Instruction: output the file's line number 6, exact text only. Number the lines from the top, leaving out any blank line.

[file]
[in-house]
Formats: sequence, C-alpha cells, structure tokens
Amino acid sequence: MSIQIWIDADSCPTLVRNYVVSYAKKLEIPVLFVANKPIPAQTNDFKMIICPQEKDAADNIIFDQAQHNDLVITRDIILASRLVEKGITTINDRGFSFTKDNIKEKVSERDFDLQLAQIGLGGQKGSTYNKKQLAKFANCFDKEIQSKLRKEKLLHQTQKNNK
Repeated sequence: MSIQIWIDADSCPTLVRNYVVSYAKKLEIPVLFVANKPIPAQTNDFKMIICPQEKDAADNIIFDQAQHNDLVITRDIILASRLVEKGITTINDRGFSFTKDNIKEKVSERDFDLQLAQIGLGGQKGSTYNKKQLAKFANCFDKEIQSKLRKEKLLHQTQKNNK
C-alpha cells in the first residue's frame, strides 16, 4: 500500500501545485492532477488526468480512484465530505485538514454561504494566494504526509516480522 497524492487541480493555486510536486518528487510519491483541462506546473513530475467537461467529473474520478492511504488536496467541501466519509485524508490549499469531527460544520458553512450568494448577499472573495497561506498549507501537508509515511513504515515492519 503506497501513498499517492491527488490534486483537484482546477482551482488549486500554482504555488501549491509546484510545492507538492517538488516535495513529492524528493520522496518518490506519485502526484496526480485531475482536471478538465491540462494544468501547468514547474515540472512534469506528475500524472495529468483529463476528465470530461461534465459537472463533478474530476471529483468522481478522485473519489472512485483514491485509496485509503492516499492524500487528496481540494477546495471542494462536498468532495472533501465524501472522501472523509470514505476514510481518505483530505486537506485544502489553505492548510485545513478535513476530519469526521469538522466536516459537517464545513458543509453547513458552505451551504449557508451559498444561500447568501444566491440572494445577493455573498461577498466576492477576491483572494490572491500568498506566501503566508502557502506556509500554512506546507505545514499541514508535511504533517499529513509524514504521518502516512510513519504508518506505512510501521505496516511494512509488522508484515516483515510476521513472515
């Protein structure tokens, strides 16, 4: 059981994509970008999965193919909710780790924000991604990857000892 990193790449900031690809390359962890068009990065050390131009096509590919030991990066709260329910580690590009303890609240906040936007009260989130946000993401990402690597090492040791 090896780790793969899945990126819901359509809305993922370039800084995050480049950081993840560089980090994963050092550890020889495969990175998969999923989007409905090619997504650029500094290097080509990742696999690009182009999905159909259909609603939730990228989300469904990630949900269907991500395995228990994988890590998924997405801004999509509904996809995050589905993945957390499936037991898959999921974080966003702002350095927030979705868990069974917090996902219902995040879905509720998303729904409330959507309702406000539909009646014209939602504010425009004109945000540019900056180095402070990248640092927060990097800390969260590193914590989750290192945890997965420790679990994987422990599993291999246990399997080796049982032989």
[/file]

């Protein structure tokens, strides 16, 4: 059981994509970008999965193919909710780790924000991604990857000892 990193790449900031690809390359962890068009990065050390131009096509590919030991990066709260329910580690590009303890609240906040936007009260989130946000993401990402690597090492040791 090896780790793969899945990126819901359509809305993922370039800084995050480049950081993840560089980090994963050092550890020889495969990175998969999923989007409905090619997504650029500094290097080509990742696999690009182009999905159909259909609603939730990228989300469904990630949900269907991500395995228990994988890590998924997405801004999509509904996809995050589905993945957390499936037991898959999921974080966003702002350095927030979705868990069974917090996902219902995040879905509720998303729904409330959507309702406000539909009646014209939602504010425009004109945000540019900056180095402070990248640092927060990097800390969260590193914590989750290192945890997965420790679990994987422990599993291999246990399997080796049982032989």